Aleteia logoAleteia logoAleteia
Tuesday 21 May |
Aleteia logo
Art & Culture
separateurCreated with Sketch.

An inside look at D.C.’s Dominican House of Studies

Dominican House of Studies Tour

The Dominican House of Studies | Fair Use via YouTube

J-P Mauro - published on 10/08/23

The Dominicans give young men a realistic look at the life of a seminarian, in video hosted by a relatable young priest with a down-to-earth style.

Over the summer, the friars of the Dominican House of Studies in Washington, D.C., produced a brief video that offers a tour of the building and a Q&A with a young priest. Viewers are treated to the beautiful sights of the chapels where Dominican friars and priests celebrate Mass and pray, while the off-the-cuff tone of the conversation gives a genuine glimpse of the daily life of a Dominican. 

The tour is led by Father Simon Teller, whom Aleteia readers may recognize as the fiddle player for the Hillbilly Thomists. While his thoughts are of heaven, his responses to questions are down-to-earth and relatable. The unscripted nature of the interview keeps Fr. Teller on his toes, but his youthful appearance belies a wealth of Catholic knowledge that allows him to quickly and thoughtfully respond to each query.

Beginning in the pure white halls of the Dominican House of Studies, Fr. Teller introduces himself, saying he was ordained in 2021, after six years of studying to become a priest of the Dominican Order. While he walks, the interviewer peppers in a variety of questions, which Fr. Teller fields on the spot — explaining why the halls are arranged in a square (monastic tradition) and identifying Catholic figures represented in the various statues that they pass. 

It is here as well that Fr. Teller explains that entering the priesthood does not mean that one must abandon their other interests. For many young men who resist the call to discern a vocation, the thing that holds them back is the thought that they will no longer be able to pursue their passions — but this is not the case. Fr. Teller, for instance, has a love of bluegrass music that he continues to explore, only now his talent helps to support his order. 

The tour heads into St. Thomas Aquinas chapel, where the seminarians study and practice celebrating Mass. Fr. Teller explains that there is a whole class devoted to teaching prospective priests everything from how to hold the sacred vessels to how to give homilies, as well as how to perform sacraments like baptisms. While it can be a little stressful to put on a “practice” Mass in front of one’s peers, Fr. Teller admitted that his time pretending to say Mass as a child prepared him well for this aspect of seminary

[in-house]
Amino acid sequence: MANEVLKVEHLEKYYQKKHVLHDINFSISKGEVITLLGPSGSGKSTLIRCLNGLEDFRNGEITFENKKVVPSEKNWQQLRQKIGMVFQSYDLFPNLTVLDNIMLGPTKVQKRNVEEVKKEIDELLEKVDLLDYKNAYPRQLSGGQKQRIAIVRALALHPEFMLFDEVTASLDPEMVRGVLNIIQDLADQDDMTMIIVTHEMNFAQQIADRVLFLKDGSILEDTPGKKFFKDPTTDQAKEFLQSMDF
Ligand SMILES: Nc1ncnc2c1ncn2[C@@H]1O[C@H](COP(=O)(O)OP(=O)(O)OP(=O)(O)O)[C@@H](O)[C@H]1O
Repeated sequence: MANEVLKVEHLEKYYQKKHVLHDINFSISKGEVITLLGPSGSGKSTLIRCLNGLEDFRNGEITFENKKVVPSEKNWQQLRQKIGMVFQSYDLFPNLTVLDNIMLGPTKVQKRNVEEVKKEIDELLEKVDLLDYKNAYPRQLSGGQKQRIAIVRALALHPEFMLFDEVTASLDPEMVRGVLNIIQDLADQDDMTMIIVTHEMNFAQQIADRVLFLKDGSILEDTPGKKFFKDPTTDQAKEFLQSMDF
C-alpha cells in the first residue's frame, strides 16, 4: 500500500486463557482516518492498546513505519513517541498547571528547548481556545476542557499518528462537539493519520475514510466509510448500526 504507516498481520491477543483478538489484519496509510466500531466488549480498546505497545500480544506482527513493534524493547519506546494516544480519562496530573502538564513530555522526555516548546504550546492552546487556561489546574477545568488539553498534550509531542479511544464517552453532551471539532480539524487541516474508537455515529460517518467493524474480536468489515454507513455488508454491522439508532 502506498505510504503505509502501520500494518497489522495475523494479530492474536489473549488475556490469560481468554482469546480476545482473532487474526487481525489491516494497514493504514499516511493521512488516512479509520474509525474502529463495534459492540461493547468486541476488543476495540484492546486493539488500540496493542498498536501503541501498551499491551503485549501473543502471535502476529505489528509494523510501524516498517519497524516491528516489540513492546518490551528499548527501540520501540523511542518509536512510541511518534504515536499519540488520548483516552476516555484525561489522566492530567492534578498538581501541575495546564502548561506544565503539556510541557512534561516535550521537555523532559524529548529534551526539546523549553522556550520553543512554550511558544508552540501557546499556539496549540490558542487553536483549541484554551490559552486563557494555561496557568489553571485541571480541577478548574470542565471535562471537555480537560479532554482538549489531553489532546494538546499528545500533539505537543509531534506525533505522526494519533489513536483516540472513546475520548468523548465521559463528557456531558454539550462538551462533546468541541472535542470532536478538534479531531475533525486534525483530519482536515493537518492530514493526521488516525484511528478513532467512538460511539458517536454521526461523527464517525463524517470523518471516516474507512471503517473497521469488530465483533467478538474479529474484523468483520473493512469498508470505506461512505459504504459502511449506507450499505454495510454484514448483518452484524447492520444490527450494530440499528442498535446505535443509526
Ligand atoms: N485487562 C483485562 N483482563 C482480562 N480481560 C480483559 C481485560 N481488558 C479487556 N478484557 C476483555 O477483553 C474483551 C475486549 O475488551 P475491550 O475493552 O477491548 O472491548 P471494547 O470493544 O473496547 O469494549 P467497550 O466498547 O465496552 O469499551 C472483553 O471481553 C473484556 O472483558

The most breathtaking sight of the entire video comes when Fr. Teller takes the viewer into the main chapel, where the Dominicans gather for all of their community prayers. He explains why the choir stalls are facing each other (so that the brothers can chant the prayers back and forth) as well as several other features of the chapel, from the raised altar to the rood screen. He said the Dominicans pray the Liturgy of the Hours daily, but they also attend Mass, pray the Rosary, and meditate as a community. 

There’s much more waiting in this short video to spur devotion in the curious minds of young Catholics, including Fr. Teller introducing viewers to his familial brother, Fr. Jonah Teller – who is also a Dominican priest. They also give a look at the library where seminarians study, as well as a peek at the extensive archives of the Dominican House of Studies. 

See the full tour in the video above, and be sure to share it with any young men you know who may be discerning a vocation to become a Catholic priest or a Dominican friar. Visit the Dominican House of Studies’ website to learn more.

Support Aleteia!

Enjoying your time on Aleteia?

Articles like these are sponsored free for every Catholic through the support of generous readers just like you.

Thanks to their partnership in our mission, we reach more than 20 million unique users per month!

Help us continue to bring the Gospel to people everywhere through uplifting and transformative Catholic news, stories, spirituality, and more.

Support Aleteia with a gift today!

Top 10
See More
Get Aleteia delivered to your inbox. Subscribe here.